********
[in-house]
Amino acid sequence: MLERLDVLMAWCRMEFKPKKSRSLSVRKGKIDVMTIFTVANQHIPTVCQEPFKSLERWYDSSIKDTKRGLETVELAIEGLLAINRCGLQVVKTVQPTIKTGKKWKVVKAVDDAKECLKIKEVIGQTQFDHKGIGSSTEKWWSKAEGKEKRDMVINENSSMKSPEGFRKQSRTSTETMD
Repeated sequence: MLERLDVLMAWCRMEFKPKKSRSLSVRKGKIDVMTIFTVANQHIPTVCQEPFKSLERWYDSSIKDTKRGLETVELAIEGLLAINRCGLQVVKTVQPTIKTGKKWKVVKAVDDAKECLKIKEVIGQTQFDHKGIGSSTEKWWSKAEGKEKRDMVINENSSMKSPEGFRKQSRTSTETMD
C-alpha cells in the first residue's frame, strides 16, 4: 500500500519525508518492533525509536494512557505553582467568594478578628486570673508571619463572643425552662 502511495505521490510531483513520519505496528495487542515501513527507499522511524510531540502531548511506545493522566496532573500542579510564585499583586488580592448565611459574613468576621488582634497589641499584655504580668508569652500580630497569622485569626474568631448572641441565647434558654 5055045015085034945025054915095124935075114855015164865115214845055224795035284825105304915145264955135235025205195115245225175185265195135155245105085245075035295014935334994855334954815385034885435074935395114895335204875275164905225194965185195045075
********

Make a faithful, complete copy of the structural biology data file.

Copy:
[in-house]
Amino acid sequence: MLERLDVLMAWCRMEFKPKKSRSLSVRKGKIDVMTIFTVANQHIPTVCQEPFKSLERWYDSSIKDTKRGLETVELAIEGLLAINRCGLQVVKTVQPTIKTGKKWKVVKAVDDAKECLKIKEVIGQTQFDHKGIGSSTEKWWSKAEGKEKRDMVINENSSMKSPEGFRKQSRTSTETMD
Repeated sequence: MLERLDVLMAWCRMEFKPKKSRSLSVRKGKIDVMTIFTVANQHIPTVCQEPFKSLERWYDSSIKDTKRGLETVELAIEGLLAINRCGLQVVKTVQPTIKTGKKWKVVKAVDDAKECLKIKEVIGQTQFDHKGIGSSTEKWWSKAEGKEKRDMVINENSSMKSPEGFRKQSRTSTETMD
C-alpha cells in the first residue's frame, strides 16, 4: 500500500519525508518492533525509536494512557505553582467568594478578628486570673508571619463572643425552662 502511495505521490510531483513520519505496528495487542515501513527507499522511524510531540502531548511506545493522566496532573500542579510564585499583586488580592448565611459574613468576621488582634497589641499584655504580668508569652500580630497569622485569626474568631448572641441565647434558654 5055045015085034945025054915095124935075114855015164865115214845055224795035284825105304915145264955135235025205195115245225175185265195135155245105085245075035295014935334994855334954815385034885435074935395114895335204875275164905225194965185195045075